Could be. Most folks still think there are polar bears there though.They do make a big deal out of this. They always neglect to tell you that the Navy has flown there in the winter before using the 130 platform. They also flew Winfly down there for years before the Air National Guard took over.
With the C130, they keep the engines running, and have a very limited time on the ground when they do those winter flights IIRC. Even a flight out of Christchurch NZ to McMurdo mid-winter is something they only do for a damn good reason. The point of no return is a long way from dry land on that one.

Pete

Gerarddm
06-22-2016, 08:31 PM
I heard on NPR today that the plane had only one pilot and that he had to take a ten hour rest break once he arrived. When the time came to leave, they had to manually break free the skiis from the ice. Jeesh.

gilberj
06-22-2016, 09:19 PM
I cannot speak with any authority, but as I understand it the Twin Otter carries a copilot because of its weight, being just over the threshold.
I cannot imagine them breaking flight regulations for a planned rescue.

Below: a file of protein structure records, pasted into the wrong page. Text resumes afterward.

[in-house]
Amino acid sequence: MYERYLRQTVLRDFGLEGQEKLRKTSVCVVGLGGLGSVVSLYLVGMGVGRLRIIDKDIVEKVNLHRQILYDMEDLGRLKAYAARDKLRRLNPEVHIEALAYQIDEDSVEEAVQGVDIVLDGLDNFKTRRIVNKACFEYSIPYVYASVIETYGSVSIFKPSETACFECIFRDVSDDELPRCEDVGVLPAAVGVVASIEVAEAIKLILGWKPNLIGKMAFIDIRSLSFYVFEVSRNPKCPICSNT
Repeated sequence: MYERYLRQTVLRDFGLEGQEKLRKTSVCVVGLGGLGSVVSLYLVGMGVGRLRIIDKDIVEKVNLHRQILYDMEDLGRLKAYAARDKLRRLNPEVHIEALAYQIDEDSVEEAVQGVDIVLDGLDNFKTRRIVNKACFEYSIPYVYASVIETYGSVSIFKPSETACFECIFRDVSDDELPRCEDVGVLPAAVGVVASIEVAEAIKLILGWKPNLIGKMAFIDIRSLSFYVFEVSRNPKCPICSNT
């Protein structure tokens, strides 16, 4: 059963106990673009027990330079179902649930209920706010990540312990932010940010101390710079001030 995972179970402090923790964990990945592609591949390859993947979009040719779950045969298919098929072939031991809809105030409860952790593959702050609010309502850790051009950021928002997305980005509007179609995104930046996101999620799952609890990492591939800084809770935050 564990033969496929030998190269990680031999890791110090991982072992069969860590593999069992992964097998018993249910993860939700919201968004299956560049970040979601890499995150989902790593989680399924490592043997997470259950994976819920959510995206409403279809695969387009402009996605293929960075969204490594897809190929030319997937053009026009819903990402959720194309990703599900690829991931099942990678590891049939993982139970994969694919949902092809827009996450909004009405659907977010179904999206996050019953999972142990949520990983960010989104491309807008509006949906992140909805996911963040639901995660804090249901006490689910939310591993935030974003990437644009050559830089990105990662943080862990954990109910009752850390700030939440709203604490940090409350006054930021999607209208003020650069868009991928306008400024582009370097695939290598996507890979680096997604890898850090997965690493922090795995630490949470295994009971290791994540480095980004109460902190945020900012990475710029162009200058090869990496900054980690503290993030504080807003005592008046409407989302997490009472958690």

Even a crew of two would need a break after a 10 hour flight.
Besides who would manage fuel for the flight.

Iceboy
06-23-2016, 07:38 AM
Sometimes they keep the engines running sometimes they tent them with a Preway heater on them. Lockheed only certified the 130 to -65F but the USN has flown them several times at -70f or more to pull people off of the plateau. Every flight from ChCh to Mcmurdo is risky. Even in summer the psr is far from any civilization. They used to always fly in pairs for Winfly and the last flights in February/March. I took that ride at least 9 times in the late 70s. One of the flights was c130 from Pt Mugu all the way to Mcmurdo with several stops on the way. Talk about a sore a$$ from riding in sling seats and loss of hearing for a few days after. Plus they turn the heat in the cabin off as you near the continent and make you don all of your foul weather gear.
With the C130, they keep the engines running, and have a very limited time on the ground when they do those winter flights IIRC. Even a flight out of Christchurch NZ to McMurdo mid-winter is something they only do for a damn good reason. The point of no return is a long way from dry land on that one.

Pete

Dave Hadfield
06-23-2016, 02:31 PM
I've flown with several guys who used to work for Borek and have flown in Antarctica.
Tough place, but the Canadian arctic is the best training ground.
A big risk is the wind at cruise. The TO is not fast, and the distances are large. Very few alternates. So there's a Point of No Return.
Also, GPS coverage can be spotty.
Skis freezing into the snow when you stop is normal. You block them up.

seanz
06-23-2016, 03:02 PM
Very few alternates.

Bit of an understatement.
:)

I think that for the C-17, the alternate is Christchurch.

Zane Lewis
06-24-2016, 06:16 AM